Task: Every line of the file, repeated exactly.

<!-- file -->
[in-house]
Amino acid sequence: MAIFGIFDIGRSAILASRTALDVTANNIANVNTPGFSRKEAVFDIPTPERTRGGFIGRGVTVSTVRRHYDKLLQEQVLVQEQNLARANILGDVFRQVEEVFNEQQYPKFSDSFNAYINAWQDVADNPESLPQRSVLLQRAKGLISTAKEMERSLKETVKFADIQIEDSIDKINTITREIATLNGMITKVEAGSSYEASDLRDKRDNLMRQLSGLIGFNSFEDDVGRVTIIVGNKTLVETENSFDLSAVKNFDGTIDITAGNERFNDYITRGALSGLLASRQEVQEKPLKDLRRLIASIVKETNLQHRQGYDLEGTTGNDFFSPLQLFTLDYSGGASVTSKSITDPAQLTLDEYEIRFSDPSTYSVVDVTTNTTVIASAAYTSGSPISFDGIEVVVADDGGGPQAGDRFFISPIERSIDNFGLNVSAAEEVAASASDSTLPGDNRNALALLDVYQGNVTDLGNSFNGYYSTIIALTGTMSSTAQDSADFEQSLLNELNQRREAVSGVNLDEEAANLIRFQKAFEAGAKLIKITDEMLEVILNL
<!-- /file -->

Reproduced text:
[in-house]
Amino acid sequence: MAIFGIFDIGRSAILASRTALDVTANNIANVNTPGFSRKEAVFDIPTPERTRGGFIGRGVTVSTVRRHYDKLLQEQVLVQEQNLARANILGDVFRQVEEVFNEQQYPKFSDSFNAYINAWQDVADNPESLPQRSVLLQRAKGLISTAKEMERSLKETVKFADIQIEDSIDKINTITREIATLNGMITKVEAGSSYEASDLRDKRDNLMRQLSGLIGFNSFEDDVGRVTIIVGNKTLVETENSFDLSAVKNFDGTIDITAGNERFNDYITRGALSGLLASRQEVQEKPLKDLRRLIASIVKETNLQHRQGYDLEGTTGNDFFSPLQLFTLDYSGGASVTSKSITDPAQLTLDEYEIRFSDPSTYSVVDVTTNTTVIASAAYTSGSPISFDGIEVVVADDGGGPQAGDRFFISPIERSIDNFGLNVSAAEEVAASASDSTLPGDNRNALALLDVYQGNVTDLGNSFNGYYSTIIALTGTMSSTAQDSADFEQSLLNELNQRREAVSGVNLDEEAANLIRFQKAFEAGAKLIKITDEMLEVILNL